• amplifying means located in the transmission line loop to amplify signals passing in a direction from the second input/output terminal to the first input/output terminal; and
    • a variable tuned circuit coupling the second input/output terminal to a terminating device.

According to another aspect of this invention there is provided a method of providing a controllable impedance at a reference plane in a circuit, comprising the steps of:

    • connecting the reference plane to a first input/output terminal of a unidirectional transmission line loop which also has a second input/output terminal;
    • amplifying signals passing through the transmission line loop in a direction from the second input/output terminal to the first input/output terminal; and
    • controlling a variable tuned circuit coupling the second input/output terminal to a terminating device.
BRIEF DESCRIPTION OF DRAWINGS

A method and apparatus in accordance with this invention, for providing a controllable impedance at a reference plane in a circuit, will now be described, by way of example, with reference to the accompanying drawings, in which:

FIG. 1 shows an embodiment of the invention; and

FIG. 2 shows a modified form of that embodiment.

DETAILED DESCRIPTION

Referring to FIG. 1, an apparatus 10 is shown for providing a controllable impedance of arbitrary value at a calibration reference plane 12. This reference plane is for example the location of the interface between measurement probes of a radio or microwave frequency test equipment incorporating the apparatus 10 and a DUT such as a power transistor or a power MMIC. The apparatus 10 is coupled to the reference plane 12 by a “passive structure” 14 which typically contains a wafer probe (the tips of which define the reference plane), several adaptors, and connectors and couplers of a reflectometer test-set.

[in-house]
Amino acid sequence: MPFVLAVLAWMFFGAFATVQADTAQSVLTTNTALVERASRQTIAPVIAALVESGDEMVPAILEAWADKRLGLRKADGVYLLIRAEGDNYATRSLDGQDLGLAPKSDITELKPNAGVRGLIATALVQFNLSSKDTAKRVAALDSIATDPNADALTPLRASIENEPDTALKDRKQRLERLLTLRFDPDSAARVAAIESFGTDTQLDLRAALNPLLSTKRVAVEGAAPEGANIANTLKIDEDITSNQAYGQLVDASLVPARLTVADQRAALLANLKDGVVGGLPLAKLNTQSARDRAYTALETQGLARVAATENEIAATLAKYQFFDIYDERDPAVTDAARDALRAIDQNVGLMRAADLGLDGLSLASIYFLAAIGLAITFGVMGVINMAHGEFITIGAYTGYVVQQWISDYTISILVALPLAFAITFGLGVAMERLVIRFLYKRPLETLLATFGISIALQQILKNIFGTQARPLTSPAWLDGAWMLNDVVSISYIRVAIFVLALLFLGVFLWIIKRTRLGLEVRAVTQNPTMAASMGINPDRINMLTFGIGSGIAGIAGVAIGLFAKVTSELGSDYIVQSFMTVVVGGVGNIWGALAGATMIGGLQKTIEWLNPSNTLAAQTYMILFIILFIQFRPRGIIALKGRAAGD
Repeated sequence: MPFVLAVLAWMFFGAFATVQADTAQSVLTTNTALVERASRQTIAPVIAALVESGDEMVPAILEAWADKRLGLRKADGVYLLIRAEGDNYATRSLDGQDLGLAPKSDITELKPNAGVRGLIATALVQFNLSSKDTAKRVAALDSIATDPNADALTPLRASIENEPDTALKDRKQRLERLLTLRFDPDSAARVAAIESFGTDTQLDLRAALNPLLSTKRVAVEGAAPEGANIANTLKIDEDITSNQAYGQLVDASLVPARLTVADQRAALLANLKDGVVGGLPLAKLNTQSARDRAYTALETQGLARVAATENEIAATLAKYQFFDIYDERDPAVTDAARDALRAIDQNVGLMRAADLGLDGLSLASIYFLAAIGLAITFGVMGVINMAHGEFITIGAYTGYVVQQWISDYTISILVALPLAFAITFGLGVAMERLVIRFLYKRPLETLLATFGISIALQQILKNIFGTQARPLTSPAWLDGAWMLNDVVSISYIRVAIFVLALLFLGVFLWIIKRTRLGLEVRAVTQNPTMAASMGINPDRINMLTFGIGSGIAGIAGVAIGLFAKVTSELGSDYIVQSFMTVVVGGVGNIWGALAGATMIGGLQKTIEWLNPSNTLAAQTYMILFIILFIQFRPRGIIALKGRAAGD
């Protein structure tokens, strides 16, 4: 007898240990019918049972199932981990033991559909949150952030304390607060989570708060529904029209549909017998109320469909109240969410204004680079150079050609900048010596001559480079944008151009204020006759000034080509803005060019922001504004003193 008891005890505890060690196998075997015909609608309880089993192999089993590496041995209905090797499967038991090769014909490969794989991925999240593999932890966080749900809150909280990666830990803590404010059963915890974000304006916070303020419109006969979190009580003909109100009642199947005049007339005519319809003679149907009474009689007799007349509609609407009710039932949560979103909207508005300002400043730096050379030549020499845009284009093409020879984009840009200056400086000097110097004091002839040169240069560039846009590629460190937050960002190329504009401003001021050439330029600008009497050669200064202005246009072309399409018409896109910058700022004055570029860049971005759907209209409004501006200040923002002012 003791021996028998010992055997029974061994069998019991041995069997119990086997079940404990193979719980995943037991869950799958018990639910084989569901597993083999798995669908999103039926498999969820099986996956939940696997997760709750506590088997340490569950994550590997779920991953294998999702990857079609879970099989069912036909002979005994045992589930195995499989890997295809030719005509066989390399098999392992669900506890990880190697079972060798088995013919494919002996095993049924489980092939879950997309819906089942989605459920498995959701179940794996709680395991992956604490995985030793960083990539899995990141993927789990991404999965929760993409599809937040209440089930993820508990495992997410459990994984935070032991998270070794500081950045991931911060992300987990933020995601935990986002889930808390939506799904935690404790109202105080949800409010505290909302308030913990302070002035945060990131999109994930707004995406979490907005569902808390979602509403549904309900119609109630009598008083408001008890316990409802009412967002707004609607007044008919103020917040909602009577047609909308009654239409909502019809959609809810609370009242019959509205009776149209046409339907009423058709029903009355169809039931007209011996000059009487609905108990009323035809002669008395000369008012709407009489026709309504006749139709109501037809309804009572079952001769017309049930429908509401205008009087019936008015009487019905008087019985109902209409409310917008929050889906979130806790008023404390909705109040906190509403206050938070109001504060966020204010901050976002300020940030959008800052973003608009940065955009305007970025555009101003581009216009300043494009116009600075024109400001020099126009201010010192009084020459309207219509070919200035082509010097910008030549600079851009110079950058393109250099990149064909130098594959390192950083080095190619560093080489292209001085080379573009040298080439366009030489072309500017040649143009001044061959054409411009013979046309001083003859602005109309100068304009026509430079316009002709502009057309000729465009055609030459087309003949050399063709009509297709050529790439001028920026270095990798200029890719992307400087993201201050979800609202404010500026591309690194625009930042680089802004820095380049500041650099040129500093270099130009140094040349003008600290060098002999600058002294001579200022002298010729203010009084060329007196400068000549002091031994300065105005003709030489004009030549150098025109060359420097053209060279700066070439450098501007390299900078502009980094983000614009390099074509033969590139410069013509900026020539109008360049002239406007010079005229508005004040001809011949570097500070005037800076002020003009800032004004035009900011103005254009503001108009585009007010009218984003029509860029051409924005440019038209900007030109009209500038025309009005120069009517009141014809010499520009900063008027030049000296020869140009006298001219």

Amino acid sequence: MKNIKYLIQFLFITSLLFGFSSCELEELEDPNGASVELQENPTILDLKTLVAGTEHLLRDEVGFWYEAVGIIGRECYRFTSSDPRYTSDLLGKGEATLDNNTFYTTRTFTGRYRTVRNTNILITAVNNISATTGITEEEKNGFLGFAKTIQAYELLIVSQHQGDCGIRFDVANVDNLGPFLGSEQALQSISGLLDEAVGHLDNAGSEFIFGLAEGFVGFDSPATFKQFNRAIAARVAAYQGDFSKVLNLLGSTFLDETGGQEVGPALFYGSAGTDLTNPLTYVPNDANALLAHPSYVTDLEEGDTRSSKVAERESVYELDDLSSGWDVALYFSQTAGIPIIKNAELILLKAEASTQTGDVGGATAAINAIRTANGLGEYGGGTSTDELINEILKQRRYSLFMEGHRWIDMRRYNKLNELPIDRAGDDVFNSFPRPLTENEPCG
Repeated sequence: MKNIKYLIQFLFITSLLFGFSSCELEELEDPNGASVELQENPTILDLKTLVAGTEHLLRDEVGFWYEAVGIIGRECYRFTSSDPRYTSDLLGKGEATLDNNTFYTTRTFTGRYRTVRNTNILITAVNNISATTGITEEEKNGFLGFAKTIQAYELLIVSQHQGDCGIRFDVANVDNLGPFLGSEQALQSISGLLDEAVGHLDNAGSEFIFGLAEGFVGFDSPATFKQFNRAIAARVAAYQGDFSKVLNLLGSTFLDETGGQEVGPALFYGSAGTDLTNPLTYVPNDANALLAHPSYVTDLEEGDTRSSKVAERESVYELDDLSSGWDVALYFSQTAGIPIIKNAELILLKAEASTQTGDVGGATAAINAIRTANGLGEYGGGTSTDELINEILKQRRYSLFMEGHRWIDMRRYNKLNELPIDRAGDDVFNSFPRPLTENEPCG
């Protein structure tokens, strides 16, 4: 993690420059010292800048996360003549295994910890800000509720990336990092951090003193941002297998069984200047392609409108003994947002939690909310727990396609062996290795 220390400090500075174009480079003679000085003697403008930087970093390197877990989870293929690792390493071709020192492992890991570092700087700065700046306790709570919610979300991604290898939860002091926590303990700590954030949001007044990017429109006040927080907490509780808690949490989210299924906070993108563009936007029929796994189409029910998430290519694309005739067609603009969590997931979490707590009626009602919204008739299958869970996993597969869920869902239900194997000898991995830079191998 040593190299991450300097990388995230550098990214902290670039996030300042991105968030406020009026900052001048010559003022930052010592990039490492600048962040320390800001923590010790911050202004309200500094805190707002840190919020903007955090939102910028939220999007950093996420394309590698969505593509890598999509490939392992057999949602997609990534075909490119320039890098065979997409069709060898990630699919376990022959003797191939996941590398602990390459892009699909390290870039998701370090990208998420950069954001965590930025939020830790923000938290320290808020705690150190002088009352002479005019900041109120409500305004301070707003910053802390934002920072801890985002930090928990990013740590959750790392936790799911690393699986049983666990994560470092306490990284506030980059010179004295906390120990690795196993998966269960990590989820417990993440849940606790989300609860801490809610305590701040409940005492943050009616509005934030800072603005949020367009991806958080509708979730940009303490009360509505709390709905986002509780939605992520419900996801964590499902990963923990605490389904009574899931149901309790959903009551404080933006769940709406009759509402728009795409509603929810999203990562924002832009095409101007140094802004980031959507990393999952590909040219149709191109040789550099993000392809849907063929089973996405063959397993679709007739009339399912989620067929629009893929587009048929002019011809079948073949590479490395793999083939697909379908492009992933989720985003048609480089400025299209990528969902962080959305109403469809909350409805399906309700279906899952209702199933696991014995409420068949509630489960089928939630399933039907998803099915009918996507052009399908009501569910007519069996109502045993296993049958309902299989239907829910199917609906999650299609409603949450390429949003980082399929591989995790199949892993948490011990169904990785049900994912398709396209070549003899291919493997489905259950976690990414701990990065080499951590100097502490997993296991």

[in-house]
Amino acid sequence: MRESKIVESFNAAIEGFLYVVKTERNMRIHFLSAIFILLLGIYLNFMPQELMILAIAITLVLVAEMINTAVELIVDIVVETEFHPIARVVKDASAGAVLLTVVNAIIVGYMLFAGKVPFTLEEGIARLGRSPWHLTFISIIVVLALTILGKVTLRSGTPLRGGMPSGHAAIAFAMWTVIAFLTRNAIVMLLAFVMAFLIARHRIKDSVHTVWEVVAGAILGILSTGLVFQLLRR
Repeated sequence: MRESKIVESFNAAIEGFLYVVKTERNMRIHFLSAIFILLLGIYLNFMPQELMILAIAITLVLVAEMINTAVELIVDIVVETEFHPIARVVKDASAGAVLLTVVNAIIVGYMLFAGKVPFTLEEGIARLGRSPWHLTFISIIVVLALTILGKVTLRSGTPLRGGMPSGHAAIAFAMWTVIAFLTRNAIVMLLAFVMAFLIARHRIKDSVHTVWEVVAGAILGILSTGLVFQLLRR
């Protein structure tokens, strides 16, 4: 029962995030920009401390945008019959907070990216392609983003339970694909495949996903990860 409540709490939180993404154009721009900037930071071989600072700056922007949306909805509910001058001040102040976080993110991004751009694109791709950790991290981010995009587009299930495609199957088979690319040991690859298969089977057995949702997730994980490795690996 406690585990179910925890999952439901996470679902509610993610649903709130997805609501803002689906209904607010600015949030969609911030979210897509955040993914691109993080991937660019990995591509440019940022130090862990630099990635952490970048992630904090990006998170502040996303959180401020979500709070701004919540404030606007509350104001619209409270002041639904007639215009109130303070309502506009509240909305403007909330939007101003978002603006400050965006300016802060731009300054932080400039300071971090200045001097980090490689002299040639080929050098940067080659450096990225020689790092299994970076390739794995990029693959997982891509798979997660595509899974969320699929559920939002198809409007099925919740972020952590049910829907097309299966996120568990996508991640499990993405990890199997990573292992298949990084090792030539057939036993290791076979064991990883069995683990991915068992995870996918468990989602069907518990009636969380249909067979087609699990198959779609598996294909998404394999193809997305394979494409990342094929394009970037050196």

The passive structure 12 is connected within the apparatus 10 to a first input/output terminal 16 of a transmission line loop 18 comprising two circulators 20 and 22. Each circulator has three ports (numbered 1 to 3 in FIG. 1), and operates to enable flow of electromagnetic energy input at one port towards the next port in sequence only, that is port 1 to port 2, port 2 to port 3 and port 3 to port 1. The input/output terminal 16 is connected to port 1 of the circulator 20. Port 2 of this circulator is used as an output port and is connected to port 3 of the circulator 22, used as an input port. This connection enables flow of electromagnetic energy through the transmission line loop 18 from its input/output terminal 16 to a second input/output terminal 24, which is connected to port 1 of the circulator 22. Likewise port 2 of the circulator 22 is connected to port 3 of the circulator 20, for flow of electromagnetic energy through the transmission line loop 18 in the reverse direction, via an amplifier 26 which is interposed between the circulators 22 and 20. Accordingly, as can be seen in FIG. 1, the flow of energy around the transmission line loop is substantially unidirectional (in this example, anti-clockwise as viewed in FIG. 1).